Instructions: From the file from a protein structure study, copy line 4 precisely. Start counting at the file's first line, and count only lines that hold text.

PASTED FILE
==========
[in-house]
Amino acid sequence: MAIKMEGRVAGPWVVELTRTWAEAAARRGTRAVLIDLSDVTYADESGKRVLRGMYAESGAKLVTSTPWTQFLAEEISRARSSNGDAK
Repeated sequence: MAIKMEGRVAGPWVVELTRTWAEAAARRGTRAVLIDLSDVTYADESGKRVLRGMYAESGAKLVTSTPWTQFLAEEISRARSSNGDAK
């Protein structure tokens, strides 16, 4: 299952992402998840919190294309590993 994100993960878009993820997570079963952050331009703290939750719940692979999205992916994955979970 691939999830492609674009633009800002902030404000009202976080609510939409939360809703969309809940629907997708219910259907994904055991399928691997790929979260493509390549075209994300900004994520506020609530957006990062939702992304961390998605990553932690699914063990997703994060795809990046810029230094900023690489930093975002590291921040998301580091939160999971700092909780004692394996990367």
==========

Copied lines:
């Protein structure tokens, strides 16, 4: 299952992402998840919190294309590993 994100993960878009993820997570079963952050331009703290939750719940692979999205992916994955979970 691939999830492609674009633009800002902030404000009202976080609510939409939360809703969309809940629907997708219910259907994904055991399928691997790929979260493509390549075209994300900004994520506020609530957006990062939702992304961390998605990553932690699914063990997703994060795809990046810029230094900023690489930093975002590291921040998301580091939160999971700092909780004692394996990367």